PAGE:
Beyond that, there still is no positive message coming from the GOP on inflation, the economy and interest rates, other than that “we need some spending cuts as part of a deal to raise the debt ceiling.” And while that may well be the case, Republicans have even extended their willingness for spending cuts to those receiving Medicaid. The Freedom Caucus has gone even further, calling on House Speaker Kevin McCarthy (R-Calif.) to stop negotiations — essentially (and unthinkably) saying that the country should default on its debt.
The absence of a fiscal plan, combined with irresponsibility among a significant part of the Republican base, exacerbates the weakness of the party going forward.
Of course, the other challenge facing Republicans in a 2024 general election is the increasingly controversial Donald Trump, who recently was indicted for falsifying business records in the Stormy Daniels case and was hit with a recent civil finding of liability for sexually abusing and defaming author and columnist E. Jean Carroll.
Further, Department of Justice special counsel Jack Smith is looking at the potential of additional charges related to the Jan. 6, 2021, riot in the Capitol and to the handling of classified documents. It is certainly possible, perhaps even likely, that the former president will face one, if not two, additional charges to go along with the charges brought by Manhattan District Attorney Alvin Bragg.
Increasingly, this makes it more and more difficult for Trump to win a general election. And while Trump’s performance in the recent CNN town hall with Kaitlan Collins played extremely well with his base, it remains unclear whether the wider electorate will necessarily embrace what he continues to say about election denial circa 2020 or the Jan. 6 protests inside the Capitol.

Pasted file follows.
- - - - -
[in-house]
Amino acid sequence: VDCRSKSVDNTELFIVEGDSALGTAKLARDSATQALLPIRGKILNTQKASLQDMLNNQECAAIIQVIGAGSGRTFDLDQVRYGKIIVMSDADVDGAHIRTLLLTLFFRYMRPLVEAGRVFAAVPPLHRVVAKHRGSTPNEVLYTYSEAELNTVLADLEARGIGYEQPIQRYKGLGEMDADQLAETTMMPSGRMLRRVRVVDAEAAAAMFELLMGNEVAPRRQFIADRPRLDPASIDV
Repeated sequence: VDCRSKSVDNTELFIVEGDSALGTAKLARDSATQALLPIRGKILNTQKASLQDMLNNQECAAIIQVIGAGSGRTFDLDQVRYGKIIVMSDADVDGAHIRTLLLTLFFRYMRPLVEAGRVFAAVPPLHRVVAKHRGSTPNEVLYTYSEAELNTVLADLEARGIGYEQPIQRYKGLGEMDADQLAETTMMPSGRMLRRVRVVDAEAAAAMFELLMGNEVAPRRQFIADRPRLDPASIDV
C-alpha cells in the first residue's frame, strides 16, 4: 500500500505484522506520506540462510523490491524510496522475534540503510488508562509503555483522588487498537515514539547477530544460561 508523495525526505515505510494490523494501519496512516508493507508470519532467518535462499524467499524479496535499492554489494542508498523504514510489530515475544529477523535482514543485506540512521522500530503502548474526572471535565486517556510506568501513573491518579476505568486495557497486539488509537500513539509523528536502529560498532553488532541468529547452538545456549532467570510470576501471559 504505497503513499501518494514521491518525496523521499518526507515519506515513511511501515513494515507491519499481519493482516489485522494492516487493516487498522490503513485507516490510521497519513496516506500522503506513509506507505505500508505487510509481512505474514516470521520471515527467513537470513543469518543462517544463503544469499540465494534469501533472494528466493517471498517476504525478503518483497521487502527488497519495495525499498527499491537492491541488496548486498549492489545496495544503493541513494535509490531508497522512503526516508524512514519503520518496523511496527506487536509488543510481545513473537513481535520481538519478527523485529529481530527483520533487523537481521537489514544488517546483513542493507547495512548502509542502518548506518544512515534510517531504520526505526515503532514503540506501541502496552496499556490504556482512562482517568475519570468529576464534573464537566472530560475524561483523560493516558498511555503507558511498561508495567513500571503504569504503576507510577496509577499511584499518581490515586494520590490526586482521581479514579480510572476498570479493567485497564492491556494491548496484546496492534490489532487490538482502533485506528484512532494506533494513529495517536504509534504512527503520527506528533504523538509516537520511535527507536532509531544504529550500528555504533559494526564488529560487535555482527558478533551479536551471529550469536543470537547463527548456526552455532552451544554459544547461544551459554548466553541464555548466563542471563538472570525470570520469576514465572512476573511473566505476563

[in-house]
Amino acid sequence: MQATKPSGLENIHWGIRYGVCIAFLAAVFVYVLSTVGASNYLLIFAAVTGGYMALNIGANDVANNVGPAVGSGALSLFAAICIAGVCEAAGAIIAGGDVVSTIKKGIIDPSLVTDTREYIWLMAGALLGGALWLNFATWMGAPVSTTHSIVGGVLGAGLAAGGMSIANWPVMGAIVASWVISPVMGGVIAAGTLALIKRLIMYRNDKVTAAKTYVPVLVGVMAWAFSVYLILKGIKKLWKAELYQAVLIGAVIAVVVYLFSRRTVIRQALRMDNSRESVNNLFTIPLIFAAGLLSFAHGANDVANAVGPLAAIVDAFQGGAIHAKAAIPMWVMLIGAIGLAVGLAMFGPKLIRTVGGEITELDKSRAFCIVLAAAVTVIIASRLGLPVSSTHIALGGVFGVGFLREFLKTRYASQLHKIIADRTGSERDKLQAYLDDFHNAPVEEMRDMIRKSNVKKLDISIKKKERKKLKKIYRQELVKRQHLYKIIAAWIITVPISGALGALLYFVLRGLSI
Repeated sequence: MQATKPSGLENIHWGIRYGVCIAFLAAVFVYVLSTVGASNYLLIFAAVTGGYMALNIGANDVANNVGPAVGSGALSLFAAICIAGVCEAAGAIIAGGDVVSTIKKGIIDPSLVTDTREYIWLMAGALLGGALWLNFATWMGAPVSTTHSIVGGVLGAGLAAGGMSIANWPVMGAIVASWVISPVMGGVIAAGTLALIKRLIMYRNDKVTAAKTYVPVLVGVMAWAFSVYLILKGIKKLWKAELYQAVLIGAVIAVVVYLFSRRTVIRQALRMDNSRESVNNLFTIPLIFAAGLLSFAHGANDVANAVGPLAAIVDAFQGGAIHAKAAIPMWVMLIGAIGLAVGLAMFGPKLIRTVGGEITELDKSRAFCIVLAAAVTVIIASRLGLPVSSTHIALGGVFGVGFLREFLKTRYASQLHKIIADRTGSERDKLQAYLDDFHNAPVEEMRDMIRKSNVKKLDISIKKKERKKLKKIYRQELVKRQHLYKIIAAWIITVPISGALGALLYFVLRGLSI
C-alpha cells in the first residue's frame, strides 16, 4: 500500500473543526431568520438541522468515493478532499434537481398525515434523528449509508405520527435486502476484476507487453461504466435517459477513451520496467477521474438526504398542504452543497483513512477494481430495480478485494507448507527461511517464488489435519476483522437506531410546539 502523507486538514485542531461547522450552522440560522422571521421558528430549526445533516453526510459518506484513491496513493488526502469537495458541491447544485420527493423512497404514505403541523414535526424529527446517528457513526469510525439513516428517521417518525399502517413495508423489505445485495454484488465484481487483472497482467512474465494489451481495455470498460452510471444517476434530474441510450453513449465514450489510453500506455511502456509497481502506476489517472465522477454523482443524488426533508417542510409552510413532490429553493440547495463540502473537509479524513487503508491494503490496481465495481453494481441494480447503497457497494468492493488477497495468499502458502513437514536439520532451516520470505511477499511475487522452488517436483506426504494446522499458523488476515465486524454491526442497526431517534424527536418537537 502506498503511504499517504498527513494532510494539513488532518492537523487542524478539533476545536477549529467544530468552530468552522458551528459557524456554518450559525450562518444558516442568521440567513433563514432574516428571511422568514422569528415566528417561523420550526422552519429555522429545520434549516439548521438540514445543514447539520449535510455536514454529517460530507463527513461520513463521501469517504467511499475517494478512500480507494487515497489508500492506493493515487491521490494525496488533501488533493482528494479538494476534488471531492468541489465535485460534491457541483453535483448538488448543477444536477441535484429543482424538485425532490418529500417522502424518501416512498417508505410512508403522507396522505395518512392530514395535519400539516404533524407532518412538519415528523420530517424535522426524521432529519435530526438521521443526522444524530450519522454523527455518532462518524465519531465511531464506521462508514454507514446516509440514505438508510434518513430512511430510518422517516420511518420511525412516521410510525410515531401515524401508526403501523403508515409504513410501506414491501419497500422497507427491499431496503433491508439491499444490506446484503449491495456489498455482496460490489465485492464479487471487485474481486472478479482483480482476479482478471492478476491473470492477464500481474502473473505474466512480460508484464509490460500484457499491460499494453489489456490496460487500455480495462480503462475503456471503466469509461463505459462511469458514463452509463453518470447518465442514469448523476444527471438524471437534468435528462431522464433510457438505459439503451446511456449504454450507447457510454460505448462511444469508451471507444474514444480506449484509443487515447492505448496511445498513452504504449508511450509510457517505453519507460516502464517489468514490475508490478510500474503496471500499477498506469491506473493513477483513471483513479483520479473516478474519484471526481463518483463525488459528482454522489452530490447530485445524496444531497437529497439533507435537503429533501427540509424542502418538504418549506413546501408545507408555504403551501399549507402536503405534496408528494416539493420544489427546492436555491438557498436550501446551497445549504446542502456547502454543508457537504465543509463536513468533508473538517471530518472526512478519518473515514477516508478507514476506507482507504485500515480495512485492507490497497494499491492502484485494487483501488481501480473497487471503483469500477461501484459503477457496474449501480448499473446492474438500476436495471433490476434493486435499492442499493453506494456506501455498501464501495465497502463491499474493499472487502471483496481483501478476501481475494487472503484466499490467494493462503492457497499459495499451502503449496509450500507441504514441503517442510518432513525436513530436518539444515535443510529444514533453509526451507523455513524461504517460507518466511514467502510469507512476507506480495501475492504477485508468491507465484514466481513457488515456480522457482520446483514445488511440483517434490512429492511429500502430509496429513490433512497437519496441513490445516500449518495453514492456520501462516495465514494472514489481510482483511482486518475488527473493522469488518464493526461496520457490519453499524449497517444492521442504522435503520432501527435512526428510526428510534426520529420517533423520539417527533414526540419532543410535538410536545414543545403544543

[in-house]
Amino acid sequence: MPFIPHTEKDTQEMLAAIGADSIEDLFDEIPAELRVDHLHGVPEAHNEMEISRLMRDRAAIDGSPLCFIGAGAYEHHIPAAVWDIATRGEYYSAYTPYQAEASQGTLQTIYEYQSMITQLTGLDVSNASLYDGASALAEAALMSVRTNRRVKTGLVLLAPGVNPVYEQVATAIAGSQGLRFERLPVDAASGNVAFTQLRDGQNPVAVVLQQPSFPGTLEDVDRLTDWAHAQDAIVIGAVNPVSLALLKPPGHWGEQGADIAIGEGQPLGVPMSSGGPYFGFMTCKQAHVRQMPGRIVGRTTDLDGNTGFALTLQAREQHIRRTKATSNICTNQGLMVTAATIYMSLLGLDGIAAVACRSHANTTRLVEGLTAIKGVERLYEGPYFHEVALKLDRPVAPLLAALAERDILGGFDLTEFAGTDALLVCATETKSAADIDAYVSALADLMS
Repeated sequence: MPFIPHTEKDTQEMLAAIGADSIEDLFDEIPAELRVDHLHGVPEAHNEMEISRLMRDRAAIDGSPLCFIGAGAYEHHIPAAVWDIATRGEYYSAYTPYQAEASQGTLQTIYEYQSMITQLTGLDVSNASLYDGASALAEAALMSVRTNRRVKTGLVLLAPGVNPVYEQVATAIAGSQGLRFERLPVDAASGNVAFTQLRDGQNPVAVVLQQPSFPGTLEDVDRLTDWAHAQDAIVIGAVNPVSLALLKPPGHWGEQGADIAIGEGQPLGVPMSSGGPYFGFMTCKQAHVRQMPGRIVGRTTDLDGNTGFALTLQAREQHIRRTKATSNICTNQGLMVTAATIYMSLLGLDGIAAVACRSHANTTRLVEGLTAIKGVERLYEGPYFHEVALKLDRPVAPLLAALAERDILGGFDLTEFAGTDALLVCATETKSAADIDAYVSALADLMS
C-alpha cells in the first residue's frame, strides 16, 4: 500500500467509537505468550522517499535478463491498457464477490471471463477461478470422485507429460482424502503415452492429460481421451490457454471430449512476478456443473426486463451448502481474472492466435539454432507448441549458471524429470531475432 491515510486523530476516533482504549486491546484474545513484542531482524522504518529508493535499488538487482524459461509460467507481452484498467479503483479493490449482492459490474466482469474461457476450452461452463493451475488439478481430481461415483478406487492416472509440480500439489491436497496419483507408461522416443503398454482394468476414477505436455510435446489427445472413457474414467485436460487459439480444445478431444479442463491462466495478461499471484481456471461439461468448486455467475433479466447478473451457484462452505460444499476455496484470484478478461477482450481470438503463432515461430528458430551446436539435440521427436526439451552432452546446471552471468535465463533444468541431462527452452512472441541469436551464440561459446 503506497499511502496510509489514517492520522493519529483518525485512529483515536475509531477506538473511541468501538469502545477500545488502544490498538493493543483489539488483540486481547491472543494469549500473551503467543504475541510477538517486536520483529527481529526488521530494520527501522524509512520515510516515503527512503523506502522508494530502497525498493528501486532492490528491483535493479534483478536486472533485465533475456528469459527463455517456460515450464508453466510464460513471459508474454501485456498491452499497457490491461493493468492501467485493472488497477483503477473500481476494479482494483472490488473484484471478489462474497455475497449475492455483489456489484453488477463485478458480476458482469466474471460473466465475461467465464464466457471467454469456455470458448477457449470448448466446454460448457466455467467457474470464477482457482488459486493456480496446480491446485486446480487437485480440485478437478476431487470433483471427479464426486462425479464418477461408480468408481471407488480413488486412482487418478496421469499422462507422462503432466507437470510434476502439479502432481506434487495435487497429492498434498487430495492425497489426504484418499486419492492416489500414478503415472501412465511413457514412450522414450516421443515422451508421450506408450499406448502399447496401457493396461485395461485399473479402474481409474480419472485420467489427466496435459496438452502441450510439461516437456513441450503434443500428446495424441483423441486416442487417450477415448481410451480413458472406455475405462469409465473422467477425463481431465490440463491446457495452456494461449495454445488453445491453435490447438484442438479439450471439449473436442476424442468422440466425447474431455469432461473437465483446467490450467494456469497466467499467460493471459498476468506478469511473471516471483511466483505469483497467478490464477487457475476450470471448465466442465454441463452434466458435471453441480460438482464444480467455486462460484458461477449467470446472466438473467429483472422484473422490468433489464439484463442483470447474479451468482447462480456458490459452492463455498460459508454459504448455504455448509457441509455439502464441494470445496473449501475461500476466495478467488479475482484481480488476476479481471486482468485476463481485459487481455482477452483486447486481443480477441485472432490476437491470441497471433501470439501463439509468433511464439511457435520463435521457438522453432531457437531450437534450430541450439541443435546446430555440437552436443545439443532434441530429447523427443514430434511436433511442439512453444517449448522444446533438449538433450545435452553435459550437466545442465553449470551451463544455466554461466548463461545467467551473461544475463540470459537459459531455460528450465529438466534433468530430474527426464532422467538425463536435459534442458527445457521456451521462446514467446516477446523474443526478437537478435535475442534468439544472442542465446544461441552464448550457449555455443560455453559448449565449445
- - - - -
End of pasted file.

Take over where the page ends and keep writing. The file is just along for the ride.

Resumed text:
Indeed, if you look at the results of the 2018, 2020 and 2022 elections, in different ways and at different times Trump has been a drag on the Republican Party ticket. There is every reason to believe that if he is the party’s nominee — which seems increasingly likely — and in the absence of a forward-looking campaign plan, Trump will remain difficult for the broader electorate to stomach, even as Biden’s approval numbers hover between the high 30s and low 40s.
Put another way, the Republican Party is facing a crisis of unity, message and future orientation, as well as the likelihood of a divisive primary. That is why the White House, despite all of the problems Joe Biden has faced (and particularly so with the economy) has reason to be cautiously optimistic about the 2024 election, even though in most instances, any such optimism would be unfounded and ill-placed.
Douglas E. Schoen is a lawyer, political analyst and consultant. He advised President Bill Clinton during his 1996 reelection campaign and former New York City mayor Michael Bloomberg during his 2020 presidential campaign, among other public figures. He is the author of numerous books, including “Power: The 50 Truths” (2023).